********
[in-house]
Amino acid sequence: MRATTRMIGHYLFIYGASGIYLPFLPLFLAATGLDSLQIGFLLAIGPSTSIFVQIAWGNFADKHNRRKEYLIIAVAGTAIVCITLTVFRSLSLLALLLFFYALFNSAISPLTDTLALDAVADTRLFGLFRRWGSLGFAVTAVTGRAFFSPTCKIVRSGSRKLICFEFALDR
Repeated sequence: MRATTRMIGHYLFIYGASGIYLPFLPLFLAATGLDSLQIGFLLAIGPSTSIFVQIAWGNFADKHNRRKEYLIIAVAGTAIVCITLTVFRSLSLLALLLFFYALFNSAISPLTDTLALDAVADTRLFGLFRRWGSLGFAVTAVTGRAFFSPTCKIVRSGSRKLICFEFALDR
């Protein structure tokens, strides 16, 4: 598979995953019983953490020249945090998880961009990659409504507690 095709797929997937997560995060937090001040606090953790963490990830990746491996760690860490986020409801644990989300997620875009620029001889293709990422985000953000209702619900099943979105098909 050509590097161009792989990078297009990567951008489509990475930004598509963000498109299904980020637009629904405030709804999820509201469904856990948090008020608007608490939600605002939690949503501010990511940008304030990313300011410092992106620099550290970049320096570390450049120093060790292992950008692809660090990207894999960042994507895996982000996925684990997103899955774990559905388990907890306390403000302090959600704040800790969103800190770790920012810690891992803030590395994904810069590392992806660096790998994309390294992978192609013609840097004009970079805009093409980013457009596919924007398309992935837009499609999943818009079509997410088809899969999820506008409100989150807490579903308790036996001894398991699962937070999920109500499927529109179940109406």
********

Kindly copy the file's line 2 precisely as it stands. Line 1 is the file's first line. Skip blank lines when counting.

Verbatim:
Amino acid sequence: MRATTRMIGHYLFIYGASGIYLPFLPLFLAATGLDSLQIGFLLAIGPSTSIFVQIAWGNFADKHNRRKEYLIIAVAGTAIVCITLTVFRSLSLLALLLFFYALFNSAISPLTDTLALDAVADTRLFGLFRRWGSLGFAVTAVTGRAFFSPTCKIVRSGSRKLICFEFALDR